Schizophrenia patients differ greatly in observed levels of hallucinations, delusions, and negative, disorganized, manic, and depressive symptoms, as well as in age at onset, course of illness, and comorbidities. Historically, categorical subtypes of schizophrenia were identified, such as the paranoid, catatonic, and hebephrenic subtypes that were combined by Kraepelin into dementia praecox, and the positive and negative subtypes (1). Twin studies of schizophrenia as a category have provided the best evidence to date for strong heritability (70%–80%) (2). Thus, it is possible that most clinical diversity is due to the kind of individual variation in the underlying pathology that is seen in, for example, Huntington’s disease, which has one common genetic basis. An alternative approach is to define distinct dimensional features (e.g., a definition based on factor analyses of symptom data) (3).
A number of studies suggest that there is a genetic basis for clinical heterogeneity (4–6). Associations with dimensional components of schizophrenia could provide insights into targets for pharmacological therapy, factors influencing specific functional impairments, or the clinical subgroups most likely to be relevant to associations with the categorical diagnosis. We previously hypothesized two classes of genetic effects (5): clinical modifier genes that influence features of illness without altering the risk of illness itself and susceptibility modifier genes that influence the risk of illness in a way that affects its clinical features (akin to subtypes of illness).
Genome-wide association study (GWAS) data provide an opportunity to consider dimensional approaches in new ways. Schizophrenia GWAS analyses have detected three types of highly significant effects: 1) common single-nucleotide polymorphisms (SNPs) in at least seven genes or nongenic regions are strongly associated with schizophrenia, although with small individual effects (7); 2) a set of rare chromosomal deletions and duplications (copy number variants) have large effects on risk but only in a small proportion of cases (8); and 3) a robust polygenic effect can be observed by predicting case-control status in a schizophrenia data set by computing scores for each subject that depend on association test results for large numbers of SNPs from a different schizophrenia data set (7, 9). The success of the GWAS approach suggests that it might also be used to explore the genetic basis of clinical heterogeneity.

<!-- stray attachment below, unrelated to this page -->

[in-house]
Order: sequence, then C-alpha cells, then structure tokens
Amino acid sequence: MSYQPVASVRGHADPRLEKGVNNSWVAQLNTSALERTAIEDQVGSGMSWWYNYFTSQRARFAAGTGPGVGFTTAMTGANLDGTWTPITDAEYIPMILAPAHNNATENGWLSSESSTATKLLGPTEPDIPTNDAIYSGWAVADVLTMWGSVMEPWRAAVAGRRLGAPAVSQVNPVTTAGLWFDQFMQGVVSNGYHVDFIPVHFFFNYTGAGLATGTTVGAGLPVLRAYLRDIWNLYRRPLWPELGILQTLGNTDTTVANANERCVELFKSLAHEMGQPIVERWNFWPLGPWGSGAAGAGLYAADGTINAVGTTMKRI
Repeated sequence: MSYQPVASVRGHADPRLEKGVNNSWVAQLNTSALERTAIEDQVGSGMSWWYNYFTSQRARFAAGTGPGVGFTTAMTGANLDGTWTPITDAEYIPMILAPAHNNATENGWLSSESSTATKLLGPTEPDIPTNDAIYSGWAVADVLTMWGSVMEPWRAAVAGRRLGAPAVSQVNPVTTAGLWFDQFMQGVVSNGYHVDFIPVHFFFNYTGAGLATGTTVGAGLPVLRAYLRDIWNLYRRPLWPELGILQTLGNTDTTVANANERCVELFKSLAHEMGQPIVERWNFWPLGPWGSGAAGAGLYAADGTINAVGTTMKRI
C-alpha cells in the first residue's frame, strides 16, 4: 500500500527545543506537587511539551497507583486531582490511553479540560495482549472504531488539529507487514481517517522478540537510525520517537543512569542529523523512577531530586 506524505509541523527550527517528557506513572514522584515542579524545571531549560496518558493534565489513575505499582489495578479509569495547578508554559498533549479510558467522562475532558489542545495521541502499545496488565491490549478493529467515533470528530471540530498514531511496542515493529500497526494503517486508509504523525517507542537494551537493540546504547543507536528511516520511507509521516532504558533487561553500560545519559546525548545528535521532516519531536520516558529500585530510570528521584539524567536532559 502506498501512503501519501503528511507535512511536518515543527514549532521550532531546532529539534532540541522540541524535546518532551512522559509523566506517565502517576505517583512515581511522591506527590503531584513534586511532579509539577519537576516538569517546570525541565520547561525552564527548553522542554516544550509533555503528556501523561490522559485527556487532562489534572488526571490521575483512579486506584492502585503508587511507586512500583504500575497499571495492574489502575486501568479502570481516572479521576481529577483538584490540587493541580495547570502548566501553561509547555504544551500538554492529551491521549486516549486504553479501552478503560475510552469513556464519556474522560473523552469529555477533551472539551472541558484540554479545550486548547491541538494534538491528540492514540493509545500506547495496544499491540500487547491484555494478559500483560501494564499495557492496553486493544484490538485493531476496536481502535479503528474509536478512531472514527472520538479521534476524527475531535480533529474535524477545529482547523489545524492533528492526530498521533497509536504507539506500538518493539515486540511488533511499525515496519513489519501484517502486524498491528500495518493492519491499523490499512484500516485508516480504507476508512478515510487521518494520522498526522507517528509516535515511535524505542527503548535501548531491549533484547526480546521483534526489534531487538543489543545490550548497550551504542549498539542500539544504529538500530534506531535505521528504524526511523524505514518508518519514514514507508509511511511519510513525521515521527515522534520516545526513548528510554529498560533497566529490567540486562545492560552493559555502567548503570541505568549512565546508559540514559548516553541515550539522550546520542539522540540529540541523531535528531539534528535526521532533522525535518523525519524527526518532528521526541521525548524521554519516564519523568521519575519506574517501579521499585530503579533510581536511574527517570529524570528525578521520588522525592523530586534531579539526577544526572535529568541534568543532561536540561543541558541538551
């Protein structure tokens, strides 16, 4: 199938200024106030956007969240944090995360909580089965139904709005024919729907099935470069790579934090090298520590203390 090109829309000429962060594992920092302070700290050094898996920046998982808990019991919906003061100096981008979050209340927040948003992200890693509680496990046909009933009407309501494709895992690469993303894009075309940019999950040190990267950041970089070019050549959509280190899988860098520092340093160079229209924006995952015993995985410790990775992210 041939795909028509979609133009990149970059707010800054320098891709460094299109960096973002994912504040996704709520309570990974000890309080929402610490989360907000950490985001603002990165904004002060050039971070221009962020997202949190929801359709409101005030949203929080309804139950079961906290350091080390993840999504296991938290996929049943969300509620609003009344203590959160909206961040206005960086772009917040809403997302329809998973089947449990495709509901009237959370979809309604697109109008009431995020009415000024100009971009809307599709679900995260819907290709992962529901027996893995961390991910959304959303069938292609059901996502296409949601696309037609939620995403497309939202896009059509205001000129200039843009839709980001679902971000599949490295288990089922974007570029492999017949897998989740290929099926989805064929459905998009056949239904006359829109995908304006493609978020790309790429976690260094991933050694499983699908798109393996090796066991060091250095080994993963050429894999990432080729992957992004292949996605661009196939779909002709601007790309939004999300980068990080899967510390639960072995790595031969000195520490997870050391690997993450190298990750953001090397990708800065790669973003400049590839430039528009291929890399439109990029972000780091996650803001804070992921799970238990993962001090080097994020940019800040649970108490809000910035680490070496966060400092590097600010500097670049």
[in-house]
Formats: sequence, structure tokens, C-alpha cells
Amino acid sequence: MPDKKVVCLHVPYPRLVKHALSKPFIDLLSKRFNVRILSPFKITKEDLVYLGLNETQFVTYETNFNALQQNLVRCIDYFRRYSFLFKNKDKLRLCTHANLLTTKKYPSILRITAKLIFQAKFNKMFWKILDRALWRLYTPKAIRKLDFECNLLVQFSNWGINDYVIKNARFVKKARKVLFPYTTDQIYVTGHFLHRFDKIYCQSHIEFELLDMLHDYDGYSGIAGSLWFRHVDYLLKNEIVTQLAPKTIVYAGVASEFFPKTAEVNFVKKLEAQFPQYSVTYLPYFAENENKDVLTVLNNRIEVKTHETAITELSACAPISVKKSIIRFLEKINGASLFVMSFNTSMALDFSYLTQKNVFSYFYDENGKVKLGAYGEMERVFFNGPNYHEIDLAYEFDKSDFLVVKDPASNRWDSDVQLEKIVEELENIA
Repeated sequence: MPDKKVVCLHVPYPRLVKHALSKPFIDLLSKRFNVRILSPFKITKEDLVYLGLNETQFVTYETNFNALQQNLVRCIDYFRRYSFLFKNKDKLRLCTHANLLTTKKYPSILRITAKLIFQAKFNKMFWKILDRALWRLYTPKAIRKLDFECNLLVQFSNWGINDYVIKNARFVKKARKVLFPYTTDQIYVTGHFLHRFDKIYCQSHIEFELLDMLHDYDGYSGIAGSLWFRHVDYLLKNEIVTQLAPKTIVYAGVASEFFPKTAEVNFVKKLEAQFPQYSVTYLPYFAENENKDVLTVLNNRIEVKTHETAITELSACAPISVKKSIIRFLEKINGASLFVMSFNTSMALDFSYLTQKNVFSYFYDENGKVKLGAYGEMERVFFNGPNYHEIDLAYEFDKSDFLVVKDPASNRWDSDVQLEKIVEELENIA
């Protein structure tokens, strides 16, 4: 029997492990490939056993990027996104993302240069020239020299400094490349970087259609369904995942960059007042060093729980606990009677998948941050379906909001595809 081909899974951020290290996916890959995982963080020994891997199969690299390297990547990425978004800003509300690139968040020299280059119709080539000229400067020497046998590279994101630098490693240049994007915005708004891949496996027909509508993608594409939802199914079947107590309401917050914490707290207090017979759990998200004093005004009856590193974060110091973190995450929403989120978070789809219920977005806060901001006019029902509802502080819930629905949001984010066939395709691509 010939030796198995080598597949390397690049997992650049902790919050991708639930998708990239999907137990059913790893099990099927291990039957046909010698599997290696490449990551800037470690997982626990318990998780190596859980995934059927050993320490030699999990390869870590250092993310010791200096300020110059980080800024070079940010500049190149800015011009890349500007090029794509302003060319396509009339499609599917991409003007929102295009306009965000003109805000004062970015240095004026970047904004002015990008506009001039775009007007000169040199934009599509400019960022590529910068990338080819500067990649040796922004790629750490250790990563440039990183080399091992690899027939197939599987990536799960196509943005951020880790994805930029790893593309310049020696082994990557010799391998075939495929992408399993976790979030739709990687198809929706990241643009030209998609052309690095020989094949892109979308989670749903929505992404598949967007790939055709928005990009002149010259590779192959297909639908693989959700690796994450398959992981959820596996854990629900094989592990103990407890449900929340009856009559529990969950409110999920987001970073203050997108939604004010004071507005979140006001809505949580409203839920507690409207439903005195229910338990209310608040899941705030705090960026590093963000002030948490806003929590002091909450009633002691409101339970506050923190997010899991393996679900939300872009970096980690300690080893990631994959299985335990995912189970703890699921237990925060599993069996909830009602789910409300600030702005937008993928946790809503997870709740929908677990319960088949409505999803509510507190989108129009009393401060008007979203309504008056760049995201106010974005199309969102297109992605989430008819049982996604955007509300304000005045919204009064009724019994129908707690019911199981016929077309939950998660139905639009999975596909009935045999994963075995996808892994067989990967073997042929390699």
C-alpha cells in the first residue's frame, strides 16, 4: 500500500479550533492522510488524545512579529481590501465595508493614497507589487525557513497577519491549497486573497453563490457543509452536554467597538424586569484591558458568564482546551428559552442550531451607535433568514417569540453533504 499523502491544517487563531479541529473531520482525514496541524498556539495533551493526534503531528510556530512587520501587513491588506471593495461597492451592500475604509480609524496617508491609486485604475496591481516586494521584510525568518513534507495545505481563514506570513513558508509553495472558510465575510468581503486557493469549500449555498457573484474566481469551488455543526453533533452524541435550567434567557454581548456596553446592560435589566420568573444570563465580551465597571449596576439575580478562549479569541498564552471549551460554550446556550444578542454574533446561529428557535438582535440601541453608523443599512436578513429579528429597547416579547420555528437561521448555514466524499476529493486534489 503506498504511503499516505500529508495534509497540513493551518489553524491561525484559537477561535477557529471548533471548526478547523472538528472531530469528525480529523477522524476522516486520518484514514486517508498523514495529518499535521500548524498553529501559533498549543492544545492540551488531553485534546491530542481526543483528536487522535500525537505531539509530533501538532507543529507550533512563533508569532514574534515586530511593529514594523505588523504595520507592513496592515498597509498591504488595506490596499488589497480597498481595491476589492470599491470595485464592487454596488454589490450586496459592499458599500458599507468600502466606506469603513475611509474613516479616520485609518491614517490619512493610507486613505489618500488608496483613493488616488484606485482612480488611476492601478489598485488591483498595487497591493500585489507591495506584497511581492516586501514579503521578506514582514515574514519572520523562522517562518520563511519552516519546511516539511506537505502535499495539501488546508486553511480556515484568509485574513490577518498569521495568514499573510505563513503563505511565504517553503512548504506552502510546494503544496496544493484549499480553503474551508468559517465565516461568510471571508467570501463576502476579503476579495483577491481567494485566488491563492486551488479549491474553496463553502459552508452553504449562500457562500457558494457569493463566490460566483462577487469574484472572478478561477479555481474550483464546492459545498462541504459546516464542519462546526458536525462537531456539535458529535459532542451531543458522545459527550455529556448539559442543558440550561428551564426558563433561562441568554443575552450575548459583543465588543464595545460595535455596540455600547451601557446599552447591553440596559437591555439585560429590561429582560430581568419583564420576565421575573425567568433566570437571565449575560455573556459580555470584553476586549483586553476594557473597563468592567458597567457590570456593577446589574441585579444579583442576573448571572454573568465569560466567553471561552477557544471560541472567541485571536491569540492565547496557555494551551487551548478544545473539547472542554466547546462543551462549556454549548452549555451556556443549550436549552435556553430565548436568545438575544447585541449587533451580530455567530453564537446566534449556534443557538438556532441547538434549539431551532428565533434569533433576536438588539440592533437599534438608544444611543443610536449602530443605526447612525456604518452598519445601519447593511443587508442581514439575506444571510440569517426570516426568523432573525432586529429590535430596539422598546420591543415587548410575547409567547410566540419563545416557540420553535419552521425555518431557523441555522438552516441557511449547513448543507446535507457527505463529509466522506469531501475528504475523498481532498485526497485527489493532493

To our knowledge, this study is the first GWAS analysis of clinical symptom dimensions in schizophrenia. We used data from one of the largest single GWAS (Molecular Genetics of Schizophrenia [MGS] study) (10), in which the assessment protocol included completion of a dimensional rating scale by an expert diagnostician after reviewing multiple sources of current and historical data. We used factor analysis to derive positive, negative/disorganized, and mood factors from these data and tested the association of each factor score with the SNPs from the MGS GWAS (10). We then used data from 16 other data sets in the Psychiatric GWAS Consortium (PGC) schizophrenia analysis (7) to generate polygenic scores for the MGS participants and carried out analyses to determine whether the strong polygenic effect observed across schizophrenia data sets is more strongly associated with any of the clinical dimensions.
Clinical Sample and Assessments
The clinical methods of the study have been described elsewhere (10). Briefly, we examined 2,454 individuals of European ancestry for whom both GWAS data and valid dimensional rating data (2,436 individuals for chromosome X because of additional quality-control exclusions) were available. Participants were recruited through 10 university-based sites in the United States and Australia under a common protocol. They received consensus diagnoses of either DSM-IV schizophrenia (90%) or schizoaffective disorder (with criterion A schizophrenia symptoms for at least 6 months) based on available information from the Diagnostic Interview for Genetic Studies, version 2.0, informant reports, and psychiatric treatment records. At the same time that diagnoses were assigned (i.e., when all sources had been reviewed), a diagnostician also rated clinical features using the Lifetime Dimensions of Psychosis Scale (http://depressiongenetics.stanford.edu/ldps.html), which was designed to quantify the schizophrenia symptom dimensions identified by previous factor-analytic studies (11). The 14 scale items we used are listed in Table 1. For each item, separate ratings were made on 4-point subscales for typical severity and total duration, and these ratings were summed to produce a score for the item for this analysis. An additional four items were partially redundant or had insufficient variance to be useful in this study. Interrater reliability was measured for 41 participants (drawn from all sites) for whom complete scale ratings were obtained from pairs of raters at different sites, with acceptable intraclass correlation coefficients for the positive (0.74), negative/disorganized (0.66), and mood (0.67) factor scores described below.